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Mastery of Equine Form: Featuring Artist Mary T. Parker

Mary T. Parker was only in high school, but she already had a bitter taste in her mouth and her back turned to the art establishment. It was the height of the abstract expressionism movement, and the climate was ill suited for artists like Mary, artists who expressed through means of realism. She possessed a precocious talent in rendering form, but her teachers cast it aside. The trend in art was abstraction, and that was that: they had no use for drawings or paintings of any thing at all.



Mary carried on in spite of the resistance, doggedly pursuing her vision of reality. She ignored formal education and set out to teach herself. Through college she took only a single art course, but in her spare time she studied art with the diligence of a scholar. Her goal was a lifelong one: to capture the spirit her favorite subject matter, the horse. She studied the great painters, illustrators, and sculptors of horses. She drew from photographs. She learned the anatomy. Mary recalls: “ For a long time, with only myself and photographs as teachers, I struggled to make my work as photographic as possible, believing the result to be the most realistic. It was only through looking at countless pictures of paintings and drawings and sculptures by these pre-camera artists that I began to recognize the error of such thinking.” There’s a difference—one that can be felt—between a painting that copies a photograph of a horse and one that evokes the sensation of a horse. The warmth of the body is what she is after.



Her role as a student has remained unchanged throughout the years. A consummate perfectionist, she describes her work only in terms of how it could be better—what she would do the next time to “get it right.” When asked what her greatest accomplishment was, she talked not of her commissioned works hanging in statehouses and courthouses, not of her painting of John Henry at the Kentucky Horse Park, and not of her painting’s record-breaking auction price at the Harness Tracks of America. The accomplishment that tops them all was, as she put it, “summoning the nerve to give up a potentially nice life as a speech therapist to pursue a lifestyle for which I was in no way prepared.” One can’t even argue with that. The decision to pursue the arts was a triumph over uncertainty that propelled her career forward in the way that no other accolade could.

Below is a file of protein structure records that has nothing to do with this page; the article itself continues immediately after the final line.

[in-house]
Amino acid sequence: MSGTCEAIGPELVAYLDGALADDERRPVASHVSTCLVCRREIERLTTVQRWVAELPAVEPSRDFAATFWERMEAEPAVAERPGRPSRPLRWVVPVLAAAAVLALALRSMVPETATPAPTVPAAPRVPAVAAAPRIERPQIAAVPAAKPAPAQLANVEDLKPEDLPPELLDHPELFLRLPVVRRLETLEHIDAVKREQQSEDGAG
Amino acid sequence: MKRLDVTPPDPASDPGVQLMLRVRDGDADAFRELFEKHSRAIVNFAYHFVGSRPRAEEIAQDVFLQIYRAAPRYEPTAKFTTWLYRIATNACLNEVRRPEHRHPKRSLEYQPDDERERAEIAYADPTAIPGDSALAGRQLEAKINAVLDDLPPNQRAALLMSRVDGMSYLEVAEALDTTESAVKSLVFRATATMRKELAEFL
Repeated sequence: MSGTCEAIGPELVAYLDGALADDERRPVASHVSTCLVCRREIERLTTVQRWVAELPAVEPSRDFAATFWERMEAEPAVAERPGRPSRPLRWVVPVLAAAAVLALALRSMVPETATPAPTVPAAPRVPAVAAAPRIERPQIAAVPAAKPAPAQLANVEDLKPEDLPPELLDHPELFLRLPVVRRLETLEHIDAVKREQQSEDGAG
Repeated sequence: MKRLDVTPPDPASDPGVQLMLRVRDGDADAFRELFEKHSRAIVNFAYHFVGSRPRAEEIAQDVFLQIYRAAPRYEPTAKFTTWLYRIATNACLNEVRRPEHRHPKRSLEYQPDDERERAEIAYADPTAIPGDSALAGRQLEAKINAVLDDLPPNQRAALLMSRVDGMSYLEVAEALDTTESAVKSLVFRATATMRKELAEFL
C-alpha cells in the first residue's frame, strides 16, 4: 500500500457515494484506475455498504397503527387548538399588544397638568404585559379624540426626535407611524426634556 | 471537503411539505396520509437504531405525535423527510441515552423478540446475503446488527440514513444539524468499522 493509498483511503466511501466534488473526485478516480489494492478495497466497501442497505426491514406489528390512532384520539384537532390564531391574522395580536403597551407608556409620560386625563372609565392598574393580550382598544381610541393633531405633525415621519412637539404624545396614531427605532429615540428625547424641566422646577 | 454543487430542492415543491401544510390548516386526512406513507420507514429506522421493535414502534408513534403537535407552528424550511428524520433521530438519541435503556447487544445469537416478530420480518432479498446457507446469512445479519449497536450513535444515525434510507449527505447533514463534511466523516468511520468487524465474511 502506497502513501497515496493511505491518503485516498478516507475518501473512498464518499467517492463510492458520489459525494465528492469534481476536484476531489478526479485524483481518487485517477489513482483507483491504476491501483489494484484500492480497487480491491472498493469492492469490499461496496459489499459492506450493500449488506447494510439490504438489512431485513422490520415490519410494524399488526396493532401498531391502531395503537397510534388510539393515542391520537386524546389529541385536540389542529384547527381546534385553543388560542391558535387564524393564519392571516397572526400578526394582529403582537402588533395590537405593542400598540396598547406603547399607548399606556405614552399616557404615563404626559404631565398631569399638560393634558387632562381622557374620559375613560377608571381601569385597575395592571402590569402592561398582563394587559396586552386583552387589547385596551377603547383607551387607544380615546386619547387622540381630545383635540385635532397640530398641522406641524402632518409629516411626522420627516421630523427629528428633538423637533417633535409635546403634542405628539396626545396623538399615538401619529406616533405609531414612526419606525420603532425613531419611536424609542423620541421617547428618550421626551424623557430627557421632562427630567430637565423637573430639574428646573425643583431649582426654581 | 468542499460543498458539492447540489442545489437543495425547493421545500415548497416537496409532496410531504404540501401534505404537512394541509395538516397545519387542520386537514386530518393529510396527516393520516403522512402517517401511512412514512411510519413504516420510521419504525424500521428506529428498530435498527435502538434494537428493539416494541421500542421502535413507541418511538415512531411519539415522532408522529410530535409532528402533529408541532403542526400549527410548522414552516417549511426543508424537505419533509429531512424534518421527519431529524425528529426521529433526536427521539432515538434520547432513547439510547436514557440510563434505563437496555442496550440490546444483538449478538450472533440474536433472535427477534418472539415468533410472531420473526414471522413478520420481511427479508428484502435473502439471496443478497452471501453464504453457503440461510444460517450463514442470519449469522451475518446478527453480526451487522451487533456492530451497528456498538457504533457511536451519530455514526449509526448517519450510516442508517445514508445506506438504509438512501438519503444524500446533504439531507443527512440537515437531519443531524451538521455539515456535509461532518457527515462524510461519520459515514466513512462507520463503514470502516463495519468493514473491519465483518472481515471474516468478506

Mary’s fascination with horses began at an early age. She recalls sitting atop a horse for the first time: “The pavement seemed a mile below, the horse’s walk was so rough I feared he might fall apart, and the saddle pinched my chubby bare legs.” The experience was the genesis of an artistic inspiration that she would feed throughout her lifetime. With little exposure to horses during her early childhood, she settled for creating them. She took charge and she drew them and painted them into her life. Her images were adequate substitutes until she got a hold of the real thing, but by age twelve Mary had begun to ride. The horse in flesh and blood showed dominance over pencils and paints, and art fell by the wayside. However, she never could leave it completely. Even through the years of graduate school and tedious first jobs, her talent was always there to beckon her back to the studio.


When she wasn’t around horses, Mary took on commissions of people. Despite her resistance to promote her own work, she enjoyed a steady flow of portrait opportunities. She let her talent do the talking, and soon she was answering requests from the elite politicians in Florida’s Supreme Court and House of Representatives. The justices and senators that she depicted are radiant with life. Though they lack Mary’s favorite subject matter, the horse, they are the fruits of her lifetime devotion to rendering form.


She draws as well as she paints, and actually prefers graphite pencil to any other medium. “There’s something about it,” she states. “—maybe the surgical-like tedium of repeated tiny strokes—that makes me feel closest to warm blooded muscle and hair.” She attempts what any artist knows to be nearly impossible: feel. In her mind she always barely misses. Maybe next time. But to the rest of the world her paintings capture the sensitivity of the living being. In the strength and the grace of Mary’s world, feeling has arrived.


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